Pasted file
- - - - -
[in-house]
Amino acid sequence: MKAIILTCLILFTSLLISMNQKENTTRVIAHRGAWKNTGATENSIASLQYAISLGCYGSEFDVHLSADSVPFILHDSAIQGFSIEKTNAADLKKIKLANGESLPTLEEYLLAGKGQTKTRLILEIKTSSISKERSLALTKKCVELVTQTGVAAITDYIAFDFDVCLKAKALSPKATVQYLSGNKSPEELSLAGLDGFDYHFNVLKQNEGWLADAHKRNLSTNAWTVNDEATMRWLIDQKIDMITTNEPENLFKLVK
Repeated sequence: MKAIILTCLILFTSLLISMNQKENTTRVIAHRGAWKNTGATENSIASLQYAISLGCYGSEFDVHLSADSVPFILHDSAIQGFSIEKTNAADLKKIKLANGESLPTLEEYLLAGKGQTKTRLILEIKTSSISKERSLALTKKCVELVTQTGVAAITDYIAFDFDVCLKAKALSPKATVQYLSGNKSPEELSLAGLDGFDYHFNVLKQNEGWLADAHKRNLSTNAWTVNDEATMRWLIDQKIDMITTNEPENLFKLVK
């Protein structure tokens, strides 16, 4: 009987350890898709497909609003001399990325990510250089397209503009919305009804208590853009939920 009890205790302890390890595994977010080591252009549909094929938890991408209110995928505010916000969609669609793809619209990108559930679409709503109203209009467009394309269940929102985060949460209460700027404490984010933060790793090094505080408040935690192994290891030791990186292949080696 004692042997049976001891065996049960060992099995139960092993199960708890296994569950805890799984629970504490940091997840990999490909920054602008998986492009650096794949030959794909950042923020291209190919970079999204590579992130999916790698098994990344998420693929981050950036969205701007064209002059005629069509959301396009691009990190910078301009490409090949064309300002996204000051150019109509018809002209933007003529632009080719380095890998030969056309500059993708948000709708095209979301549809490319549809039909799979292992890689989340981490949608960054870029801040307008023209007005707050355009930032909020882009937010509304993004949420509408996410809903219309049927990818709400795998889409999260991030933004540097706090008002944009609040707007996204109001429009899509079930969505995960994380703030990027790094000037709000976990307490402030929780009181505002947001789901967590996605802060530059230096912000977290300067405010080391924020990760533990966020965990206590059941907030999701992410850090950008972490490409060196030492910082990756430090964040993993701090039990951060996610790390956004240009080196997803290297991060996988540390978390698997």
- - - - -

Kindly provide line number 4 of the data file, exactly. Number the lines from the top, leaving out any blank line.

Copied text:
């Protein structure tokens, strides 16, 4: 009987350890898709497909609003001399990325990510250089397209503009919305009804208590853009939920 009890205790302890390890595994977010080591252009549909094929938890991408209110995928505010916000969609669609793809619209990108559930679409709503109203209009467009394309269940929102985060949460209460700027404490984010933060790793090094505080408040935690192994290891030791990186292949080696 004692042997049976001891065996049960060992099995139960092993199960708890296994569950805890799984629970504490940091997840990999490909920054602008998986492009650096794949030959794909950042923020291209190919970079999204590579992130999916790698098994990344998420693929981050950036969205701007064209002059005629069509959301396009691009990190910078301009490409090949064309300002996204000051150019109509018809002209933007003529632009080719380095890998030969056309500059993708948000709708095209979301549809490319549809039909799979292992890689989340981490949608960054870029801040307008023209007005707050355009930032909020882009937010509304993004949420509408996410809903219309049927990818709400795998889409999260991030933004540097706090008002944009609040707007996204109001429009899509079930969505995960994380703030990027790094000037709000976990307490402030929780009181505002947001789901967590996605802060530059230096912000977290300067405010080391924020990760533990966020965990206590059941907030999701992410850090950008972490490409060196030492910082990756430090964040993993701090039990951060996610790390956004240009080196997803290297991060996988540390978390698997």